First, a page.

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Implement a Company Policy That Lasts


Here’s a series of events that most experienced HR pros have unfortunately seen far too many times: A problem arises among the staff, requiring the intervention of a new company policy. The policy is written hastily, in a way that only addresses the specific problem at hand. It passes quickly (if at all) through the hands of upper managers for review, and is implemented without warning or preparation among the staff members who will feel its impact the most. The policy is met with quiet resentment, ignored, and eventually forgotten. It remains on the books, but in name only; At this point, it will neither be removed nor enforced, which consequently undermines the authority of all other policies on the records, even those with serious implications related to management, product handling, and safety.

This kind of policy implementation failure is very common, but fortunately, it can be avoided with a few simple steps. Keep these in mind the next time your need to implement a workplace rule change.

1. Make sure the new policy represents the best way to solve the problem at hand. Too often, workplace problems arise that can and should be solved using other methods. If one incident seems to be sparking the call for the new rule, take a closer look to see if there may be smarter or more efficient ways around the issue.

2. Draft the policy carefully with long term implications in mind. Will this policy still make sense a year from now when the incident at hand is forgotten? How about five years from now?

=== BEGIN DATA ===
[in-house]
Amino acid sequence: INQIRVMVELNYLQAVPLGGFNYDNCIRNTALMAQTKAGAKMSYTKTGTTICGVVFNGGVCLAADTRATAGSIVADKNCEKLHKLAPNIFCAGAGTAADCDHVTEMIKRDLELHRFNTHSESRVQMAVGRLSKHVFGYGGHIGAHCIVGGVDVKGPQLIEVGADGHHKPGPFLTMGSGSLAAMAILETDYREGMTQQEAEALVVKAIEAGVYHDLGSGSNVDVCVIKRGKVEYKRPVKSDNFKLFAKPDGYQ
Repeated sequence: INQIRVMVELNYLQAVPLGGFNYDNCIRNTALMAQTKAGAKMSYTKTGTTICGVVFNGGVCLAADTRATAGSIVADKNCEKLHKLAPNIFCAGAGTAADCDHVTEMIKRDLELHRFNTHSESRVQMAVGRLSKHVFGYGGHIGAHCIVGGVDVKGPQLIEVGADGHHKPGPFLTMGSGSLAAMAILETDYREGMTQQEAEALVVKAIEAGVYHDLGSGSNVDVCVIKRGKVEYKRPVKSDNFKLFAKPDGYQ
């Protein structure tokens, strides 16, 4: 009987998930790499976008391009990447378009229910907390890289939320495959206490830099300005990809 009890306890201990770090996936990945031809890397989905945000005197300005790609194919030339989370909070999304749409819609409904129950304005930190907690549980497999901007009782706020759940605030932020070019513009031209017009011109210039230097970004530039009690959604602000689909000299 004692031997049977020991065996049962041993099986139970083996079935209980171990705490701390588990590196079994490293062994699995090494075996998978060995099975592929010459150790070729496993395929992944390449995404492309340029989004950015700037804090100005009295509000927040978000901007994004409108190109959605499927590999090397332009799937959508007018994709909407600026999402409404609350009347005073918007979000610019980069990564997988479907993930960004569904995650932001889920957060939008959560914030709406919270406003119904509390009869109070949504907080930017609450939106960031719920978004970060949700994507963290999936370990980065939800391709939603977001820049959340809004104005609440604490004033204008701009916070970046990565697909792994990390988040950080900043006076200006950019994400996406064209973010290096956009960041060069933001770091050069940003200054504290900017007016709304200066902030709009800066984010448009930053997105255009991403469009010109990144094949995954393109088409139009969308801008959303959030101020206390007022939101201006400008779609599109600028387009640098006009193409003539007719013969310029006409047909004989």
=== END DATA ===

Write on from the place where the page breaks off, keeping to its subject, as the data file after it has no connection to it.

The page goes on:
3. Submit the policy to upper management, the company legal team, and a select group of staff members before making any commitments. Have each group review and revise the policy as necessary.

4. When the final version of the new policy is complete, set a deadline for implementation that leaves plenty of time for team members to understand the new requirements and make necessary adjustments.

5. Make sure all affected team members are thoroughly informed about the new policy. Hold mandatory meetings and if practical, have all affected employees sign and date a form indicated that they’ve read, understood, and accepted the policy.

6. Before the policy is officially implemented, make sure staff members know where to take their questions and concerns about the new policy. Listen carefully to these questions, answer them accurately, and take them seriously.

For more information on how to draft and implement a policy that your employees will accept and support, reach out to the Little Rock staffing and management experts at CSS.

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